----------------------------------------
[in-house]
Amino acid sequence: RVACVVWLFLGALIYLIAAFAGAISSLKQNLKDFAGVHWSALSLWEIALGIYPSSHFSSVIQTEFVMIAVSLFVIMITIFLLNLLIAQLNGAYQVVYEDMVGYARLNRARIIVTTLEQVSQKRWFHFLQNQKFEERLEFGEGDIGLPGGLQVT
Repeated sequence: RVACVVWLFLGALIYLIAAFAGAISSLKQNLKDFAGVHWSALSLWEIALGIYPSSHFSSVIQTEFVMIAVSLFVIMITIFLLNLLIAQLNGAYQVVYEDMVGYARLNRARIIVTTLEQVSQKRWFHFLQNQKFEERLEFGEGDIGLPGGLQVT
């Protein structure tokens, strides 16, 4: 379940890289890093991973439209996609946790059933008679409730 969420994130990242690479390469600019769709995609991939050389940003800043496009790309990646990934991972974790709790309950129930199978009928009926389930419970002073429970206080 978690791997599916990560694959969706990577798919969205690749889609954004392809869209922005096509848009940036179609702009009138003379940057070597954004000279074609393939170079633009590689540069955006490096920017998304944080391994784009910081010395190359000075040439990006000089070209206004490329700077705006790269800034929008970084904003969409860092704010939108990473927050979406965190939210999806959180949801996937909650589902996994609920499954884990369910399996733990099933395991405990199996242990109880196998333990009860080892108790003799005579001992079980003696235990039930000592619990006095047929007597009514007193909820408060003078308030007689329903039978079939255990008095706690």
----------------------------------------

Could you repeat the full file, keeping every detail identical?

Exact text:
[in-house]
Amino acid sequence: RVACVVWLFLGALIYLIAAFAGAISSLKQNLKDFAGVHWSALSLWEIALGIYPSSHFSSVIQTEFVMIAVSLFVIMITIFLLNLLIAQLNGAYQVVYEDMVGYARLNRARIIVTTLEQVSQKRWFHFLQNQKFEERLEFGEGDIGLPGGLQVT
Repeated sequence: RVACVVWLFLGALIYLIAAFAGAISSLKQNLKDFAGVHWSALSLWEIALGIYPSSHFSSVIQTEFVMIAVSLFVIMITIFLLNLLIAQLNGAYQVVYEDMVGYARLNRARIIVTTLEQVSQKRWFHFLQNQKFEERLEFGEGDIGLPGGLQVT
């Protein structure tokens, strides 16, 4: 379940890289890093991973439209996609946790059933008679409730 969420994130990242690479390469600019769709995609991939050389940003800043496009790309990646990934991972974790709790309950129930199978009928009926389930419970002073429970206080 978690791997599916990560694959969706990577798919969205690749889609954004392809869209922005096509848009940036179609702009009138003379940057070597954004000279074609393939170079633009590689540069955006490096920017998304944080391994784009910081010395190359000075040439990006000089070209206004490329700077705006790269800034929008970084904003969409860092704010939108990473927050979406965190939210999806959180949801996937909650589902996994609920499954884990369910399996733990099933395991405990199996242990109880196998333990009860080892108790003799005579001992079980003696235990039930000592619990006095047929007597009514007193909820408060003078308030007689329903039978079939255990008095706690």